The lower plunger parts may then be arranged closely to each other at the holding device, so that a tremendous high pressing capacity is achieved for the apparatus.
 The inventive solution is especially advantageous for slim or lengthy cross-sectional shapes as the at least two upper plunger parts may be arranged very closely to each others, so that the circular cross-sections secures a high total cooling area between the plungers and the holding device through the sliding surfaces for each plunger. The limit for the close arrangement is the necessary width in the holding device for cooling channels between the upper plunger parts and for material thickness in the mould plate between individual mould cavities when articles are to be pressed in moulds. These criteria has been proven to be satisfied when the distance between the individual plungers are as low as 4-5 mm.
 Furthermore is obtained, that the holding device and the movable, upper plunger parts arranged in the openings with the sliding surfaces are made in the simplest possible manner as a separate unit independent of the required shape and geometry of the articles to be made. The lower plunger parts comprising the complex geometry of the pressing surfaces are also made as separate units, which are then joined to the upper plunger parts in the holding device when the articles having the particular shape are to be produced.
 The upper plunger parts as well as the supporting openings in the holding device all have circular cross-sections and are thereby made by basic, simple drilling and milling operations. Consequently it have become simple, fast, and cheap to make the upper plunger parts and especially the supporting holes. The expenses are typically reduced between 50 and 90%. Only the lower plunger parts are made with the required non-circular geometry of the articles to be pressed.
 For plungers having complex geometries, i.e. cross-sections other than circular or having relatively slim or small cross-sections it is then avoided, that the pressing surfaces of the plungers functions as sliding surfaces supported by opposite sliding surfaces of the holding device. Every part of the surfaces of the plungers can be moving outside contact with the holding device, yet is obtained an efficient heat transport and cooling of the plungers through the upper circular plunger parts.
 Another advantage is, that the different lower plunger parts fixed to the same holding may have different configuration, so that differently shaped chocolate articles may be pressed with the same holding device. The mutual arrangement or pattern of the differently shaped articles pressed in the same pressing stroke may be transferred directly into a sales box. Cumbersome handling and sorting of differently shaped articles are thereby avoided.
 However, when differently shaped articles are to be produced, this can be done in the one and same production line. Differently shaped lower plunger parts are simply joined with the upper plunger parts of the same holding device. The underlying moulds then comprises differently shaped cavities arranged under the appropriate lower plunger parts. Several differently shaped articles are then made in the same moulding operation and the need for further moulding lines are avoided. The differently shaped lower plunger parts may be arranged in a mutual pattern, which is desirable to be transferred directly into a box, such as a gift box when the articles are to be packed.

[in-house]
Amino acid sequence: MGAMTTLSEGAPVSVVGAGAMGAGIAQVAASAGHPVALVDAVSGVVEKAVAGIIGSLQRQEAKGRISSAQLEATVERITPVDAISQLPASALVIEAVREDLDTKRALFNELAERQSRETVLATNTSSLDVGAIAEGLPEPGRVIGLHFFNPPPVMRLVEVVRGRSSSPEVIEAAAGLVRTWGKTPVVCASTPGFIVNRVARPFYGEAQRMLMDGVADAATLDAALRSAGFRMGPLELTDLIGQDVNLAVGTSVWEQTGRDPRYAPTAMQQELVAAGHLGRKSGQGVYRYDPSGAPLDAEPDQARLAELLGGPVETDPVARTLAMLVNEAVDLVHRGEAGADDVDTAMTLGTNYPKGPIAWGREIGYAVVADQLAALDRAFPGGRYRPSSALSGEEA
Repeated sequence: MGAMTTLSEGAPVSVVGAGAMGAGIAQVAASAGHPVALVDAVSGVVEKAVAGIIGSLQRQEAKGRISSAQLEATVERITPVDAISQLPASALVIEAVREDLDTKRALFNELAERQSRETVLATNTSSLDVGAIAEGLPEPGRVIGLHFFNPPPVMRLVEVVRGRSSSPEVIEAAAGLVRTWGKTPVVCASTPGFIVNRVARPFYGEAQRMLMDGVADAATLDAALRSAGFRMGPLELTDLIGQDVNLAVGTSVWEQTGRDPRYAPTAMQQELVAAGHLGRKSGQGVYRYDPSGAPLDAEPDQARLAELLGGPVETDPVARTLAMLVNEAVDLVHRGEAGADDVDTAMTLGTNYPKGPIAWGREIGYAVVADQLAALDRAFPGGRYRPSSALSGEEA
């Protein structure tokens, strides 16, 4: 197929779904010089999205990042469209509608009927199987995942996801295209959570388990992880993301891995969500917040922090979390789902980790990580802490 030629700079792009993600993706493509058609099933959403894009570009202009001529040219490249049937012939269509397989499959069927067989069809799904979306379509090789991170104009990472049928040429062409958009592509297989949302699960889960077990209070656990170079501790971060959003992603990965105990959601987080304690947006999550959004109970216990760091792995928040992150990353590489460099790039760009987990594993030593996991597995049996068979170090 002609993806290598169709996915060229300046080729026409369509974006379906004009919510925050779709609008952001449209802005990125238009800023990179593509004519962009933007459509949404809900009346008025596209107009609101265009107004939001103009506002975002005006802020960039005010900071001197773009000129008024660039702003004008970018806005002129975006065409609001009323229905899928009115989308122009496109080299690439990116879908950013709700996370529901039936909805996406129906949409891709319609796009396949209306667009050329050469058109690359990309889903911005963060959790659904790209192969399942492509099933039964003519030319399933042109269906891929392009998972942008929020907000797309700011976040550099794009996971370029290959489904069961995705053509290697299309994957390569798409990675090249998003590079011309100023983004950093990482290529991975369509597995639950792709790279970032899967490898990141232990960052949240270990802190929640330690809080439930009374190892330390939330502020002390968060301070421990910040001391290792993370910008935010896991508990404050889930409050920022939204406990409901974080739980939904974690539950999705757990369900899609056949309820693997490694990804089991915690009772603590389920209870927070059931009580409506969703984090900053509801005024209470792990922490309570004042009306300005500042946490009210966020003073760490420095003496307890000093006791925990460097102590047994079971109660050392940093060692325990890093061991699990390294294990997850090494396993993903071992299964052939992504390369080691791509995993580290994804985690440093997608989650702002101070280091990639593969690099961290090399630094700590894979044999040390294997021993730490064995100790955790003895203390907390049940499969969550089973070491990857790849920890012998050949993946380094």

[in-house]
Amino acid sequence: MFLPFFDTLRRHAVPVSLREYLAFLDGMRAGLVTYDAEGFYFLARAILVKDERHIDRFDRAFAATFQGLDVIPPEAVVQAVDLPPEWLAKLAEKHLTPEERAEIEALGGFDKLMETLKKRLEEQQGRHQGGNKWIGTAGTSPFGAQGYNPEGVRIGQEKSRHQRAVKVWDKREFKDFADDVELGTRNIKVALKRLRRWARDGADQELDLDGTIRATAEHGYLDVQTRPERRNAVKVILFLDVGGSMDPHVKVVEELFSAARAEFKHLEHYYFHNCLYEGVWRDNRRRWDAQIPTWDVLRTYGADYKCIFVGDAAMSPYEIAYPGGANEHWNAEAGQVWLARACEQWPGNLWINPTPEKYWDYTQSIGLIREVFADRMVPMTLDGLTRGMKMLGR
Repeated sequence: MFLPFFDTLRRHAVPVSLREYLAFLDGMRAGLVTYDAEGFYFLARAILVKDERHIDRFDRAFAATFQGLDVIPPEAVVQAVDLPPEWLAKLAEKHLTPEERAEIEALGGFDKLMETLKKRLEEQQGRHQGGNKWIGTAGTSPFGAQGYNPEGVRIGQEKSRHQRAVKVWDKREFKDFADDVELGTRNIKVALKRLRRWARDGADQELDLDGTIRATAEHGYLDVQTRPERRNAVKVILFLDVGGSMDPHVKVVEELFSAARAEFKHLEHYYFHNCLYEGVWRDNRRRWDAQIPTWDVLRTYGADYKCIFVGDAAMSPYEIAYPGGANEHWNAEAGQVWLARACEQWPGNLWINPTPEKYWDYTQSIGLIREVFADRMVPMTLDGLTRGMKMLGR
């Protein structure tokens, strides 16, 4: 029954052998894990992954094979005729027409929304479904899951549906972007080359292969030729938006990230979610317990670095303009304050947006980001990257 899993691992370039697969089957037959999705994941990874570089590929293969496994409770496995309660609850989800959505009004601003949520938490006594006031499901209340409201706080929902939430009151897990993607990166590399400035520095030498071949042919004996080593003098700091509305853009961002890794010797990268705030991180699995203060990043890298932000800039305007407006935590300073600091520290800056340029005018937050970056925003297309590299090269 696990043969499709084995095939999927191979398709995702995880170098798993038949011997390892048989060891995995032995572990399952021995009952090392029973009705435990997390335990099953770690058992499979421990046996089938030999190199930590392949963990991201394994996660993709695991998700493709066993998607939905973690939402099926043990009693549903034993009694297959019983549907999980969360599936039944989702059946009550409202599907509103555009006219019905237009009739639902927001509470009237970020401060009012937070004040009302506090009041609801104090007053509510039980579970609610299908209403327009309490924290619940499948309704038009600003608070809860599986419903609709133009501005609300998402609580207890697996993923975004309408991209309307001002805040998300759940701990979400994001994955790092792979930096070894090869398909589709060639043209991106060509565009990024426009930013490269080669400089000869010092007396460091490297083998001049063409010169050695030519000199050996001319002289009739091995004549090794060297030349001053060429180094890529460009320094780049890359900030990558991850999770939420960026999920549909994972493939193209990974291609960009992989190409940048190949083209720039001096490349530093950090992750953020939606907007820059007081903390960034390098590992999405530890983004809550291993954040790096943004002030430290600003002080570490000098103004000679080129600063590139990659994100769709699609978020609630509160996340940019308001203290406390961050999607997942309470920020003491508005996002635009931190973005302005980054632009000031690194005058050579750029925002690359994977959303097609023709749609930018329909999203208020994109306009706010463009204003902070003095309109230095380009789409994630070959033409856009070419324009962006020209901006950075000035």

The utility of the holding device as a separate unit with the upper plunger parts makes it possible to provide it in different standard configurations onto which differently shaped lower plunger parts may be fixed for pressing differently sized articles. One holding device may comprise 40 upper plunger parts having a diameter of 50 mm being evenly distributed over the prefixed holding plate of the device. The lower plunger parts fixed to that holding device could for example have a configuration for making shells for slabs or tablets.
 Another holding device having the same size of the holding plate may comprise 60 evenly distributed upper plunger parts having a diameter of 35 mm. The lower plunger parts to be fixed to that holding device could for example have the configuration adapted to press a chocolate covering layer of a biscuit.
 Yet another holding device still having the same size of the holding plate may comprise 80 evenly distributed upper plunger parts having a diameter of 25 mm. The configuration of the lower plunger parts suitable for this configuration of the holding device may for example be suitable for pressing shells for “Pralines” or bottom coverings thereof.
 The apparatus may comprise a closure plate having openings through which the lower plunger parts extends, and which is movably suspended below the holding device. When lowering the holding device the closure plate comes to rest upon the upper surface of the mould plate. Thereby, a completely tight closure of the mould cavities is achieved before the holding plate and consequently the lower plunger parts are lowered further and under pressure causes the chocolate mass to completely fill out the moulding cavities. Subsequently cutting of the upper rims of the articles are then unnecessary and dirtying of the moulds and production facilities with cut-off particles of chocolate is then avoided.
 The invention is explained further below by reference to preferred embodiments as well as the drawing, in which
FIG. 1 is a schematical, perspective view of part of a production plant according to the invention,
FIG. 2 is a detailed view of part of the conveyor and mould plates of the plant disclosed in FIG. 1,